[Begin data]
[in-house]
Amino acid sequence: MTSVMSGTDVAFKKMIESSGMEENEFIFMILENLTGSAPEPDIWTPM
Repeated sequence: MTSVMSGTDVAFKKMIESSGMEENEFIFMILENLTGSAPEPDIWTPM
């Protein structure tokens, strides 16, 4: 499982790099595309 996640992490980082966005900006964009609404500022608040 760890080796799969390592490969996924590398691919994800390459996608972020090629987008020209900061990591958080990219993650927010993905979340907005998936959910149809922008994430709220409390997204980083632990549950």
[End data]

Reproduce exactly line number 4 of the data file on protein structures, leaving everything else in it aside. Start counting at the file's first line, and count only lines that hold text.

């Protein structure tokens, strides 16, 4: 499982790099595309 996640992490980082966005900006964009609404500022608040 760890080796799969390592490969996924590398691919994800390459996608972020090629987008020209900061990591958080990219993650927010993905979340907005998936959910149809922008994430709220409390997204980083632990549950």